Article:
- What social media platform(s) are best for your business? (and have them explain why).
- What’s the most important thing a social media manager should be doing?
- Have they ever had to handle a social media crisis? If so, explain the outcome.
- What social media strategies they plan to use to generate leads?
- Ask them what their first goals would be.
2. Implement a Policy for Employee Use of Social Media.
Even good employees are capable of going to the dark side. The name of the game is to provide an environment that mitigates it.
Negative environments often reflect company culture, employee morale and job satisfaction. Most every owner, GM or manager believes they are providing a safe, productive, supportive and enjoyable workplace. However, employee perceptions don’t always align with management assumptions.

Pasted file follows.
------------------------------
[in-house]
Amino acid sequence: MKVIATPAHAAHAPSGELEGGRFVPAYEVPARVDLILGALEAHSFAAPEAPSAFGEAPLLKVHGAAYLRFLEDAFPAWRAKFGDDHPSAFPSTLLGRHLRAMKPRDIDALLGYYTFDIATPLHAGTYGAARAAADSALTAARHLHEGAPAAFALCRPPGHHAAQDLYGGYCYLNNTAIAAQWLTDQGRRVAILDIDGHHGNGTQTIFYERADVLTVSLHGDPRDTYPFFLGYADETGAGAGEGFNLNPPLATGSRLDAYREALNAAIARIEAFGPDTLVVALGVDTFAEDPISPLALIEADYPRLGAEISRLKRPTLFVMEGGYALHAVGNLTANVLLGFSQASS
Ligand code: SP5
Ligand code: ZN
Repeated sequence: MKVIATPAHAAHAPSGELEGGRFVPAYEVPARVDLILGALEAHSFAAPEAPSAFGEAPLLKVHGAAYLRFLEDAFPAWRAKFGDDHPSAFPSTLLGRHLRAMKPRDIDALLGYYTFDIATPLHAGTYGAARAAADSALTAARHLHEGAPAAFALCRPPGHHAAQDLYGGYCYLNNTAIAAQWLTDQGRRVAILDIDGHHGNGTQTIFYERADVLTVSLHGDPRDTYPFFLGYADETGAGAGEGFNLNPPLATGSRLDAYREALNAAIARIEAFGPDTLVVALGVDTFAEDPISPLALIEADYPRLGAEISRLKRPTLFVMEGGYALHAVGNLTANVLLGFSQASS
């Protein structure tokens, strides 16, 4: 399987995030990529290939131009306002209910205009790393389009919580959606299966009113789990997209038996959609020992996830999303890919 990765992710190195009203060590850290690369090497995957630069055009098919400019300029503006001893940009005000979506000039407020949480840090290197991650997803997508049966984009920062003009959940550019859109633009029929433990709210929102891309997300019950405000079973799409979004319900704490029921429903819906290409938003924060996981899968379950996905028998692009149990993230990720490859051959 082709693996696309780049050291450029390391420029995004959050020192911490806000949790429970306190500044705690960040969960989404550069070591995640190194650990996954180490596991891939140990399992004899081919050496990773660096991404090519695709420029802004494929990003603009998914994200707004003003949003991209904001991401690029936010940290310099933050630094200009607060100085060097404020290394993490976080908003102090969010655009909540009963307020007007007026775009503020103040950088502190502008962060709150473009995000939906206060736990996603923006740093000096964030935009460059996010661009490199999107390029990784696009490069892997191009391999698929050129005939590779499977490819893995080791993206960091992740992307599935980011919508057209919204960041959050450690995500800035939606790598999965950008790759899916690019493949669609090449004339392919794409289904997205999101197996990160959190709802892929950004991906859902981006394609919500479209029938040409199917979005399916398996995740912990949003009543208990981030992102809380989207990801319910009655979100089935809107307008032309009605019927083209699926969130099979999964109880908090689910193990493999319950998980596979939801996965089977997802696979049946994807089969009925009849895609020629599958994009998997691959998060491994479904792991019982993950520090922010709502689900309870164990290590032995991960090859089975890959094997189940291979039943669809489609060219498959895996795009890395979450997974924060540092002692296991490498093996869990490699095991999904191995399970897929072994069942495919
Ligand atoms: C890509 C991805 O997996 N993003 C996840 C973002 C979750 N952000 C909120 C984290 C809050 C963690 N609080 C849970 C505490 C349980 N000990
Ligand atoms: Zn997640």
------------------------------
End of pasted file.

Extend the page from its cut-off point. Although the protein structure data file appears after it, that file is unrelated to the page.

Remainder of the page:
Regardless of the reasons why negative outcomes happen, it’s best to have a clear cut social media policy that everyone agrees to and adheres to.
Should something go wrong – such has a disgruntled employee taking over your social media accounts – a Policy for Employee Use of Social Media itemizes the penalties for specific behavior, creating a deterrent should things not go as expected.
Your social media policy should:
- Set the parameters for employee use of social media
- Describe the value of social media
- Briefly outline each platform and best practices
- Describe any unique, company-specific situations where a problem can arise
- Establish protocol when a situation calls for escalation
- How to handle a problem or crisis
The target outcome of a social media policy should help your company market itself successfully on social media while protecting it from precarious situations that lead to outright debacles.
The social media policy should be included in your hire package for all new employees, along with a signed acknowledgement from them to store in their personnel file.